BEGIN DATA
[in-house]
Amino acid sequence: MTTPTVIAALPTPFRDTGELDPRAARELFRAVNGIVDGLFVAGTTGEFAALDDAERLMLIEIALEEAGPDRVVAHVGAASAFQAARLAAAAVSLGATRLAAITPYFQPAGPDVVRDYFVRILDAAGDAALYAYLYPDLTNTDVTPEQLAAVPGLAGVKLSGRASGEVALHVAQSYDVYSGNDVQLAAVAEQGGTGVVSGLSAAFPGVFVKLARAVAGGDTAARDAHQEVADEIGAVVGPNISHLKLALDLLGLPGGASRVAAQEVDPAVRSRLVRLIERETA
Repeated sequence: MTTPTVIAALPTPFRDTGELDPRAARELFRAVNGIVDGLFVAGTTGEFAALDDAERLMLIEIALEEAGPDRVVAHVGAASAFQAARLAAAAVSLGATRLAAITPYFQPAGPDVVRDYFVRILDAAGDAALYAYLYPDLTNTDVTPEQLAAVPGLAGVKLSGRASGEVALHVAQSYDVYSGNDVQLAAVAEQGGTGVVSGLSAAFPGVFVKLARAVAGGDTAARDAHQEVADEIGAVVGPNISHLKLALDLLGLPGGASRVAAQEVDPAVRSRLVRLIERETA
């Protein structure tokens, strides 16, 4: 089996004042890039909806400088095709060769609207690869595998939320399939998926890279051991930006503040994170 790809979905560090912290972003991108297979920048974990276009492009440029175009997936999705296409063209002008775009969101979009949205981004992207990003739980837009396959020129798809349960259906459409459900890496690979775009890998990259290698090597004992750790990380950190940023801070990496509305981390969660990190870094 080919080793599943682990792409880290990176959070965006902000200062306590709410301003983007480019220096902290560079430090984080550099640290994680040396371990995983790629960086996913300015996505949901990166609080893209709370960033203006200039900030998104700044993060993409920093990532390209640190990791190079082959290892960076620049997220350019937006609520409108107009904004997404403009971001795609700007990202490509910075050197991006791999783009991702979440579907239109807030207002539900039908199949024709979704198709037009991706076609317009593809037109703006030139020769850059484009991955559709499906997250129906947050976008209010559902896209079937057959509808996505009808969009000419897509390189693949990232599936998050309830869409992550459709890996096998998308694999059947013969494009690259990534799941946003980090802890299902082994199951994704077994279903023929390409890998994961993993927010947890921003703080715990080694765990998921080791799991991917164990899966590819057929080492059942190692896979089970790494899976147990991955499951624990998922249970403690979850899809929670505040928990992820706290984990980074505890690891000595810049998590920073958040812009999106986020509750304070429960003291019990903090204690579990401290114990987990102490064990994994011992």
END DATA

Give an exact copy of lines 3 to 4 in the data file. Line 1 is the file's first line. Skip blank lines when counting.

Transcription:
Repeated sequence: MTTPTVIAALPTPFRDTGELDPRAARELFRAVNGIVDGLFVAGTTGEFAALDDAERLMLIEIALEEAGPDRVVAHVGAASAFQAARLAAAAVSLGATRLAAITPYFQPAGPDVVRDYFVRILDAAGDAALYAYLYPDLTNTDVTPEQLAAVPGLAGVKLSGRASGEVALHVAQSYDVYSGNDVQLAAVAEQGGTGVVSGLSAAFPGVFVKLARAVAGGDTAARDAHQEVADEIGAVVGPNISHLKLALDLLGLPGGASRVAAQEVDPAVRSRLVRLIERETA
């Protein structure tokens, strides 16, 4: 089996004042890039909806400088095709060769609207690869595998939320399939998926890279051991930006503040994170 790809979905560090912290972003991108297979920048974990276009492009440029175009997936999705296409063209002008775009969101979009949205981004992207990003739980837009396959020129798809349960259906459409459900890496690979775009890998990259290698090597004992750790990380950190940023801070990496509305981390969660990190870094 080919080793599943682990792409880290990176959070965006902000200062306590709410301003983007480019220096902290560079430090984080550099640290994680040396371990995983790629960086996913300015996505949901990166609080893209709370960033203006200039900030998104700044993060993409920093990532390209640190990791190079082959290892960076620049997220350019937006609520409108107009904004997404403009971001795609700007990202490509910075050197991006791999783009991702979440579907239109807030207002539900039908199949024709979704198709037009991706076609317009593809037109703006030139020769850059484009991955559709499906997250129906947050976008209010559902896209079937057959509808996505009808969009000419897509390189693949990232599936998050309830869409992550459709890996096998998308694999059947013969494009690259990534799941946003980090802890299902082994199951994704077994279903023929390409890998994961993993927010947890921003703080715990080694765990998921080791799991991917164990899966590819057929080492059942190692896979089970790494899976147990991955499951624990998922249970403690979850899809929670505040928990992820706290984990980074505890690891000595810049998590920073958040812009999106986020509750304070429960003291019990903090204690579990401290114990987990102490064990994994011992």